In order to receive disability benefits, a claimant must become disabled while he still meets the insured status requirements of the Act and the regulations promulgated by the Social Security Administration. Arone v. Bowen, 882 F.2d 34, 37-38 (2d Cir. 1989). "Disability" is defined as the "inability to engage in any substantial gainful activity by reason of any medically determinable physical or mental impairment... which has lasted or can be expected to last for a continuous period of not less than 12 months." 42 U.S.C. § 423(d)(1)(A).

The Social Security Administration has established a five-step sequential evaluation for determining whether a claimant is disabled within the meaning of the Social Security Act. 20 C.F.R. § 404.1520. The Commissioner must determine: (1) whether the claimant is engaged in substantial gainful activity; (2) whether the claimant has a severe impairment; (3) whether the impairment meets or medically equals an impairment listed in 20 C.F.R. Part 404, Subpart P, Appendix 1 and meets the duration requirement such that the claimant is per se disabled;[2] (4) whether the claimant has the residual functional capacity ("RFC") to perform his past work; and (5) whether the claimant has the RFC to do any other work, in light of his age, education, and work experience. 20 C.F.R. § 404. 1520(a)(4)(i)-(v).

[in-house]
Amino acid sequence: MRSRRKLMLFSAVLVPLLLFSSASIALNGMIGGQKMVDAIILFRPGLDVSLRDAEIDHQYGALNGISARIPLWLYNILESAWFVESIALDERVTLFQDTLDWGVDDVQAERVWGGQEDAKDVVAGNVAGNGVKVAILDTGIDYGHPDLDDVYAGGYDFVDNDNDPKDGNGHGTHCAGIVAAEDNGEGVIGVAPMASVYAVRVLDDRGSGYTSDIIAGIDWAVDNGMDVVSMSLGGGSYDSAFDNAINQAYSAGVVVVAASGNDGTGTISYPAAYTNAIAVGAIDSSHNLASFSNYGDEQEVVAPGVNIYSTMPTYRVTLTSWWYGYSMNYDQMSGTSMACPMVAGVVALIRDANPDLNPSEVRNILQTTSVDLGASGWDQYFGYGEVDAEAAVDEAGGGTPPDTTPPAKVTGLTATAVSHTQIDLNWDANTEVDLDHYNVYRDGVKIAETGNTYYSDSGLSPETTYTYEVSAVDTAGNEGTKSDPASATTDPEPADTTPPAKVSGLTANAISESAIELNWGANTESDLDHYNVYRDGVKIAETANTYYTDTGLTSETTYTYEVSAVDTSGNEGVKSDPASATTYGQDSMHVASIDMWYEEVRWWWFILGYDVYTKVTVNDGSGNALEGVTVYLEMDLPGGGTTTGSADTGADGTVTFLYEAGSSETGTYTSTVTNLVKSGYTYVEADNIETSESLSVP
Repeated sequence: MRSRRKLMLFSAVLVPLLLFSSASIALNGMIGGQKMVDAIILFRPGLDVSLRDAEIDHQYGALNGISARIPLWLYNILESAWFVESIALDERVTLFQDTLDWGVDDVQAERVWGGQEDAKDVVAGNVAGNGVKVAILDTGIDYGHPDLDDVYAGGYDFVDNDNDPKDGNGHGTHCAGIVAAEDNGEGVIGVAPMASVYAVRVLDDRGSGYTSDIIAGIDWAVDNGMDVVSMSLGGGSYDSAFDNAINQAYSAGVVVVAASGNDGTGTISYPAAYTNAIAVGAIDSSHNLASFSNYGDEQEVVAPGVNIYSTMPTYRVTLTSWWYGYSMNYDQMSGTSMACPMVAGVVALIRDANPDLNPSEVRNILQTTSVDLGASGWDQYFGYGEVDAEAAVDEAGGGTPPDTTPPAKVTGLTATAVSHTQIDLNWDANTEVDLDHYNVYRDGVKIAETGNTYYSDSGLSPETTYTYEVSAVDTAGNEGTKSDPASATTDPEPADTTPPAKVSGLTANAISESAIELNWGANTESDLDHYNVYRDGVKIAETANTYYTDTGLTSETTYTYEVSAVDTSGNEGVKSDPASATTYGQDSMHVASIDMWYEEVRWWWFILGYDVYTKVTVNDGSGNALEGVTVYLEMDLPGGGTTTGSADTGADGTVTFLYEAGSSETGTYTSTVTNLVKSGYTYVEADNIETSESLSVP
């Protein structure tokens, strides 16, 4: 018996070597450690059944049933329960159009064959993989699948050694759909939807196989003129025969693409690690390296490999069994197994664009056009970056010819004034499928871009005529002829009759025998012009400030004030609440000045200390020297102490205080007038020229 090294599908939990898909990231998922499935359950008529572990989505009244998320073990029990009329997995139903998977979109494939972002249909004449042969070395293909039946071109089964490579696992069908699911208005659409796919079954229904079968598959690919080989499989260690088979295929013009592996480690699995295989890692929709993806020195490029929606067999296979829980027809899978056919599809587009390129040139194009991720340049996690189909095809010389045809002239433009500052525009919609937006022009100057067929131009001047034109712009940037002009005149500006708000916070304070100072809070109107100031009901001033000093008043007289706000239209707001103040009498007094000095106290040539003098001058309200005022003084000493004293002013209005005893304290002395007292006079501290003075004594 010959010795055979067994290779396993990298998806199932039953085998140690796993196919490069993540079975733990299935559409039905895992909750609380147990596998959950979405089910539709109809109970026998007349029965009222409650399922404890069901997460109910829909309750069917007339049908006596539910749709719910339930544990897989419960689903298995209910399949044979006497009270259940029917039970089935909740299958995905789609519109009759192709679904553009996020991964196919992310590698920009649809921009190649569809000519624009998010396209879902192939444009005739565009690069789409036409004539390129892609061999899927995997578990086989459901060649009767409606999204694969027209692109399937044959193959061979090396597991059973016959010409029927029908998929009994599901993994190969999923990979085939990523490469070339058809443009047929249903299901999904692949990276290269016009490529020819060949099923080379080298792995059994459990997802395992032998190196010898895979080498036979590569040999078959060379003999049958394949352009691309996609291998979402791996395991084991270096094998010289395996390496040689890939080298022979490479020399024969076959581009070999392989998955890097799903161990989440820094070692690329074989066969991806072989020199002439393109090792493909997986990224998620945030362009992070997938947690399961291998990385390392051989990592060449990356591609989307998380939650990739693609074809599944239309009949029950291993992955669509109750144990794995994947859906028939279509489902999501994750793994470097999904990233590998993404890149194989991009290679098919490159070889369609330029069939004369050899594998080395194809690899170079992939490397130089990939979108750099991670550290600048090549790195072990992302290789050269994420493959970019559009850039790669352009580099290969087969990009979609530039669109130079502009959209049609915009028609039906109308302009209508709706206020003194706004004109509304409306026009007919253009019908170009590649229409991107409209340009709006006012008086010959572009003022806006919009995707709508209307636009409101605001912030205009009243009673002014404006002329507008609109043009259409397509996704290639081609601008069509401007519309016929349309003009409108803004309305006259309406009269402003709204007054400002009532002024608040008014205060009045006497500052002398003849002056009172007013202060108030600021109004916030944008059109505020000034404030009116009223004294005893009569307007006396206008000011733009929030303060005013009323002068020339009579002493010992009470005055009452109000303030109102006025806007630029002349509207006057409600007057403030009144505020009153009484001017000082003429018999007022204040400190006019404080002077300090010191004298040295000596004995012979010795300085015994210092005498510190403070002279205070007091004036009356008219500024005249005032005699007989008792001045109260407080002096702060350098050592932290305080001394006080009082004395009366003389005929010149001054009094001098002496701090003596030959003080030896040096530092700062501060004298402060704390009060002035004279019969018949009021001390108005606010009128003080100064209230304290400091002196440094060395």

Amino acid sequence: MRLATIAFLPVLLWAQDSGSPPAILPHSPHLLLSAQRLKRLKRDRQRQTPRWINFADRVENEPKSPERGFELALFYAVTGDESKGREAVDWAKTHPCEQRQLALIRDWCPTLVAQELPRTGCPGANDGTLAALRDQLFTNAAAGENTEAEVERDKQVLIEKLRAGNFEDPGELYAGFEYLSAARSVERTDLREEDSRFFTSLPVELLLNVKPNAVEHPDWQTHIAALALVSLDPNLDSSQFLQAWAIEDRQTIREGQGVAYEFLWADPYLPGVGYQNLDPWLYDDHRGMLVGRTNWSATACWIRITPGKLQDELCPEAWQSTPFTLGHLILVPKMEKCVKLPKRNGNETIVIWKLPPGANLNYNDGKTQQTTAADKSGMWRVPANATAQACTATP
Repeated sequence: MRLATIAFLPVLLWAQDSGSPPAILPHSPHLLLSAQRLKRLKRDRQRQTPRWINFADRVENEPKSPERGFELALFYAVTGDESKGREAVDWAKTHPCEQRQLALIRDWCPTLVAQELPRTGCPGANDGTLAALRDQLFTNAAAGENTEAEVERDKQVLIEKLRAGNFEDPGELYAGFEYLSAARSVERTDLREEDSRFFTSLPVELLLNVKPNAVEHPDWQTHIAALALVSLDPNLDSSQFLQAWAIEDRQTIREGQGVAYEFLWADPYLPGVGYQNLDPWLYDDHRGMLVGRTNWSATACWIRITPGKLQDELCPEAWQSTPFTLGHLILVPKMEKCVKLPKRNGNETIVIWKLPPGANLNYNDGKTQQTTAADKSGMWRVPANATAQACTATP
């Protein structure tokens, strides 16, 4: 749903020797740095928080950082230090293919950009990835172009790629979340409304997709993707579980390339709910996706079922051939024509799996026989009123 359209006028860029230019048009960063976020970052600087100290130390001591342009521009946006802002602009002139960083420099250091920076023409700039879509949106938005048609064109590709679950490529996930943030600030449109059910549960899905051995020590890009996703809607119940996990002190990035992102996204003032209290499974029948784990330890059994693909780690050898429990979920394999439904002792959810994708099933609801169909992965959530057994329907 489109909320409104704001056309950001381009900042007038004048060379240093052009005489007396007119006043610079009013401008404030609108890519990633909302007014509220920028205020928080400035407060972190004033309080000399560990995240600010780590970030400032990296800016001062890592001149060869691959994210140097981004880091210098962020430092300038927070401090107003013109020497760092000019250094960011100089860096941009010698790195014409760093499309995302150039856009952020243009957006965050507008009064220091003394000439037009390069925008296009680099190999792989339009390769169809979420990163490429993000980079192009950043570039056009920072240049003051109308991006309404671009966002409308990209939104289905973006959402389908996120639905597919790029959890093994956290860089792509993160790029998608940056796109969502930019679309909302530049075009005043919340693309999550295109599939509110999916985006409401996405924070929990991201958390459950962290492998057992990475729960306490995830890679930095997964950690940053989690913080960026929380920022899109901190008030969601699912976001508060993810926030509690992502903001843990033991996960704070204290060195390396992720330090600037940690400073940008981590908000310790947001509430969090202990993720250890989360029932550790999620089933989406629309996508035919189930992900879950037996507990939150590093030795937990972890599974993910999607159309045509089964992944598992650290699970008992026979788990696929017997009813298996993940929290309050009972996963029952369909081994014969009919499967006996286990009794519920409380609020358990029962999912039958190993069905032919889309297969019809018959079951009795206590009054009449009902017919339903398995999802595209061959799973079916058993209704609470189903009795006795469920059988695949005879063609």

II. Medical Evidence

Approximately one year after Plaintiff suffered a work injury while pushing heavy equipment, he underwent a magnetic resonance imaging ("MRI") of the lumbar spine on December 5, 2008, which revealed degenerative disc disease at T11-12 and L3-4 through L5-S1 and left foraminal disc herniations and L3-4 and L4-5 with right paracentral broad-based disc protrusion at L5-S1. T. 176-77.

Plaintiff saw Dr. Cameron B. Huckell, a spine specialist, on January 12, 2009. T. 192-97. He reported radiating pain in his left lower back that ranged from 5 to 7/1 and burning sensation in the left anterior thigh. T. 193. Plaintiff had been continuously working until his position was terminated in October, 2008. T. 195.

Upon examination, Plaintiff had normal gait, paravertebral muscle rigidity, reduced lumbar range of motion by 10-20 degrees, full strength in the extremities, positive straight leg raise, normal deep tendon reflexes, and intact sensation. T. 194. Dr. Huckell noted that the MRI from the previous month showed left-sided foraminal disc herniation at L3-L4, mild disc bulge at L4-L5 with a small left-sided disc herniation, and a right-sided central disc herniation at L5-S1. Id . Additionally, an x-ray of the lumbar spine taken that day showed narrowed disc spacing at L5-S1, satisfactory bone quality, and no evidence of spondylolysis or spondylolisthesis. Id . Diagnoses were herniated disc of the lumbar spine without myelopathy, lumbar radiculitis, and lumbar degenerative disc disease. T. 195. Dr. Huckell recommended lumbar epidural injections and requested authorization from Plaintiff's Workers' Compensation carrier. Id.

On March 10, 2009, a Functional Capacity Evaluation was conducted by Mary Orrange, an occupational therapist. T. 188-91. Plaintiff's physical examination showed limited range of motion forward trunk flexion to 50 degrees. T. 188. He reported his pain ranged from 3 to 7/10, and did not demonstrate physical signs that pain was present during testing. T. 188-89. Ms. Orrange concluded that Plaintiff was able to perform light to medium physical demand level work, with a mild limitation in postural activities such as rotation in standing and standing bent forward; mild limitation in kneeling; and below average right grip strength. T. 188-89.